• Export all data in PDB backend databases to LDIF before upgrading, and import the data into the JE backend databases with the same names after upgrading.

  • Backend indexes now have new time to live (TTL) properties to configure automated, optimized entry expiration and removal:

    For details on how to use this feature, see "Automating Entry Expiration and Deletion" in the Administration Guide.

  • This release upgrades JE backend databases to Berkeley DB Java Edition 7.5.11.

Configuration Expressions

Server configuration expressions have been reimplemented to align with other ForgeRock Identity Platform™ software. Configuration expressions make it possible to substitute configuration property values with variables that you can set before starting DS servers.

For details, see "Using Configuration Property Value Substitution" in the Administration Guide.

Faster Bulk Updates

The ldapmodify and ldapdelete commands now offer a --numConnections option to perform updates in parallel on multiple LDAP connections.

This feature enables faster bulk updates, and provides an alternative to the import-ldif --append option removed in version 3.0.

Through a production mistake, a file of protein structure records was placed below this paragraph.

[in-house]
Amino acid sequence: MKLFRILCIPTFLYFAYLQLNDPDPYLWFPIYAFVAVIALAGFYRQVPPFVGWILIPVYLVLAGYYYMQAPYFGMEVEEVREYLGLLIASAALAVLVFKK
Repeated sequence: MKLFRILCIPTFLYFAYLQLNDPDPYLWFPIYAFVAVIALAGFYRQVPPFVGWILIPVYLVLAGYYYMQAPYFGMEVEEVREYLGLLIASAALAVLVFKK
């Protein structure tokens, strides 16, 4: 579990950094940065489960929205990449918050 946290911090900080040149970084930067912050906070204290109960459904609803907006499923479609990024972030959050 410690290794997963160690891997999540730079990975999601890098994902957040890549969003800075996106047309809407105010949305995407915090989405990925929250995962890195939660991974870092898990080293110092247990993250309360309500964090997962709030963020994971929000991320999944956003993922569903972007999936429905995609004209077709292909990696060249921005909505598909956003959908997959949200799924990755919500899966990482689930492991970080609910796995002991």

For an example, see "Bulk Adding Entries" in the Developer's Guide.


DS server monitoring has been reimplemented to align with other ForgeRock Identity Platform™ software.

This change affects LDAP and HTTP monitoring interfaces, but not SNMP interfaces. The SNMP interface continues to use standard metrics.

Monitoring capabilities now have interface stability Stable as described in "ForgeRock Product Interface Stability".

For documentation about available interfaces and metrics, see "Monitoring, Logging, and Alerts" in the Administration Guide and "Monitoring Metrics" in the Reference.

DS servers now feature the following monitoring capabilities:

  • Support for pulling monitoring data to Prometheus monitoring software.

    For an example, see "HTTP-Based Monitoring" in the Administration Guide.

  • Support for pushing monitoring data to a Graphite service.

    For details, see "Monitoring With Graphite" in the Administration Guide.

  • Support for creating a directory monitoring account during setup.

    For an example, see "To Set Up a Directory Server" in the Installation Guide.

    When using JMX to monitor the server with this account, be aware that in this release the account does not have JMX-related privileges. Instead, you must add the required JMX-related privileges as described in "To Configure Access To JMX" in the Administration Guide.

1.2. Product Improvements

This release of Directory Services software includes the following enhancements:

Backend Database Storage